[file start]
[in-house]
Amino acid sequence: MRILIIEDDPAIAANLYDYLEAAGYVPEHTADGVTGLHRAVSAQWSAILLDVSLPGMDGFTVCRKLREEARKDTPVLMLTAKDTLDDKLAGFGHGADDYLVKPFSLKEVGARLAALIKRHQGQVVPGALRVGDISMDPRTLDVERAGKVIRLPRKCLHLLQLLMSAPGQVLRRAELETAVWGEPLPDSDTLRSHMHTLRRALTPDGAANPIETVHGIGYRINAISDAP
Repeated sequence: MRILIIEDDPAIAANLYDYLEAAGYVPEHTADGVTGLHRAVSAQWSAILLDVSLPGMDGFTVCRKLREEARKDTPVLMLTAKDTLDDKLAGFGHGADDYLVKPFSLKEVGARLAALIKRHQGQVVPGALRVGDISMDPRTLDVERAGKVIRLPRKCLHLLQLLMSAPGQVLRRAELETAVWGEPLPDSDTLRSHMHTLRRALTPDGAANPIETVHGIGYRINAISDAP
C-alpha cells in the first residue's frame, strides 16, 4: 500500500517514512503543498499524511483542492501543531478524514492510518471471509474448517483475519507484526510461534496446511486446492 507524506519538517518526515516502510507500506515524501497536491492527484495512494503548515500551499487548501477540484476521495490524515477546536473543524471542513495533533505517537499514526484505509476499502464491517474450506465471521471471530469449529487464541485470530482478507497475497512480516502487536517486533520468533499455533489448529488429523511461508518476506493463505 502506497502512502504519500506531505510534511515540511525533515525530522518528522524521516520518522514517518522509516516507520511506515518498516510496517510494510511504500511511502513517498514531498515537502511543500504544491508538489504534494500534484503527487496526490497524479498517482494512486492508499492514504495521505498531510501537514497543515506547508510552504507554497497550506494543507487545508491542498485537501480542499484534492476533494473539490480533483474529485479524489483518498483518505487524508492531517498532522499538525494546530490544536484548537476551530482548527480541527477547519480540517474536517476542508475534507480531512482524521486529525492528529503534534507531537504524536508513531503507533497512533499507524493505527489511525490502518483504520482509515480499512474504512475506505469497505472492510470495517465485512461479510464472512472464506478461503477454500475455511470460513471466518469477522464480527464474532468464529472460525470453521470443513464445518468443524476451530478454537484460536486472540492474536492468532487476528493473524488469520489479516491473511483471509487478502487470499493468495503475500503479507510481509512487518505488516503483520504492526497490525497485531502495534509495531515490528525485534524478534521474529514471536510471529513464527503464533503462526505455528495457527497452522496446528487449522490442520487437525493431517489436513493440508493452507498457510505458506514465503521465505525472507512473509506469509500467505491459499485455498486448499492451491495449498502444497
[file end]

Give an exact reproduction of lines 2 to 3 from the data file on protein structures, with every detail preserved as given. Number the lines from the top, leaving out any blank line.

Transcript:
Amino acid sequence: MRILIIEDDPAIAANLYDYLEAAGYVPEHTADGVTGLHRAVSAQWSAILLDVSLPGMDGFTVCRKLREEARKDTPVLMLTAKDTLDDKLAGFGHGADDYLVKPFSLKEVGARLAALIKRHQGQVVPGALRVGDISMDPRTLDVERAGKVIRLPRKCLHLLQLLMSAPGQVLRRAELETAVWGEPLPDSDTLRSHMHTLRRALTPDGAANPIETVHGIGYRINAISDAP
Repeated sequence: MRILIIEDDPAIAANLYDYLEAAGYVPEHTADGVTGLHRAVSAQWSAILLDVSLPGMDGFTVCRKLREEARKDTPVLMLTAKDTLDDKLAGFGHGADDYLVKPFSLKEVGARLAALIKRHQGQVVPGALRVGDISMDPRTLDVERAGKVIRLPRKCLHLLQLLMSAPGQVLRRAELETAVWGEPLPDSDTLRSHMHTLRRALTPDGAANPIETVHGIGYRINAISDAP